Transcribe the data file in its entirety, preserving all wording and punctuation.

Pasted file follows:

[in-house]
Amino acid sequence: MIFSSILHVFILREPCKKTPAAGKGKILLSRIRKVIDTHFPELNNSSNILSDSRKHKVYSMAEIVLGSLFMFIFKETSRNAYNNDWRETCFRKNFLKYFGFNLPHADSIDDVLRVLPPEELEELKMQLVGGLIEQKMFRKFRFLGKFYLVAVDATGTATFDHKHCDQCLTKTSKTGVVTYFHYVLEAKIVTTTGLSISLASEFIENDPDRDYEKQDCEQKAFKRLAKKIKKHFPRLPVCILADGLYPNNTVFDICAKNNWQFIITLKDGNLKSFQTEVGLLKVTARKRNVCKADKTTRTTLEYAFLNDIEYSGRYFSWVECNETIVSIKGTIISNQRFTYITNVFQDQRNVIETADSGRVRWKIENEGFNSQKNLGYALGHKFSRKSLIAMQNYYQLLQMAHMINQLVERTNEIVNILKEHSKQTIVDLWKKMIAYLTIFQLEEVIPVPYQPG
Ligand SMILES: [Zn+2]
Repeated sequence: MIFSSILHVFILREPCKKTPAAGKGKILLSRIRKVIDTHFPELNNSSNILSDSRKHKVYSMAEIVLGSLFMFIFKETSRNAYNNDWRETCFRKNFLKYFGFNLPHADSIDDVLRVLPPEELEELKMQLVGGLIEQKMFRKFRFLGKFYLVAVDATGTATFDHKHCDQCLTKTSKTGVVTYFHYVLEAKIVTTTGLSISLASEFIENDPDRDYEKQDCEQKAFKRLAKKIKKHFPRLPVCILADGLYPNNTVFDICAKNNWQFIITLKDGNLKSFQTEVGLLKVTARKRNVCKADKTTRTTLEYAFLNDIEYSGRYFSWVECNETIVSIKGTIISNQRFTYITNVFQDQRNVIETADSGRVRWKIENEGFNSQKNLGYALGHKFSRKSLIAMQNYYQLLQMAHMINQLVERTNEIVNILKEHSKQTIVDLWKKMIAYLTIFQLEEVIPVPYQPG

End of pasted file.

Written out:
[in-house]
Amino acid sequence: MIFSSILHVFILREPCKKTPAAGKGKILLSRIRKVIDTHFPELNNSSNILSDSRKHKVYSMAEIVLGSLFMFIFKETSRNAYNNDWRETCFRKNFLKYFGFNLPHADSIDDVLRVLPPEELEELKMQLVGGLIEQKMFRKFRFLGKFYLVAVDATGTATFDHKHCDQCLTKTSKTGVVTYFHYVLEAKIVTTTGLSISLASEFIENDPDRDYEKQDCEQKAFKRLAKKIKKHFPRLPVCILADGLYPNNTVFDICAKNNWQFIITLKDGNLKSFQTEVGLLKVTARKRNVCKADKTTRTTLEYAFLNDIEYSGRYFSWVECNETIVSIKGTIISNQRFTYITNVFQDQRNVIETADSGRVRWKIENEGFNSQKNLGYALGHKFSRKSLIAMQNYYQLLQMAHMINQLVERTNEIVNILKEHSKQTIVDLWKKMIAYLTIFQLEEVIPVPYQPG
Ligand SMILES: [Zn+2]
Repeated sequence: MIFSSILHVFILREPCKKTPAAGKGKILLSRIRKVIDTHFPELNNSSNILSDSRKHKVYSMAEIVLGSLFMFIFKETSRNAYNNDWRETCFRKNFLKYFGFNLPHADSIDDVLRVLPPEELEELKMQLVGGLIEQKMFRKFRFLGKFYLVAVDATGTATFDHKHCDQCLTKTSKTGVVTYFHYVLEAKIVTTTGLSISLASEFIENDPDRDYEKQDCEQKAFKRLAKKIKKHFPRLPVCILADGLYPNNTVFDICAKNNWQFIITLKDGNLKSFQTEVGLLKVTARKRNVCKADKTTRTTLEYAFLNDIEYSGRYFSWVECNETIVSIKGTIISNQRFTYITNVFQDQRNVIETADSGRVRWKIENEGFNSQKNLGYALGHKFSRKSLIAMQNYYQLLQMAHMINQLVERTNEIVNILKEHSKQTIVDLWKKMIAYLTIFQLEEVIPVPYQPG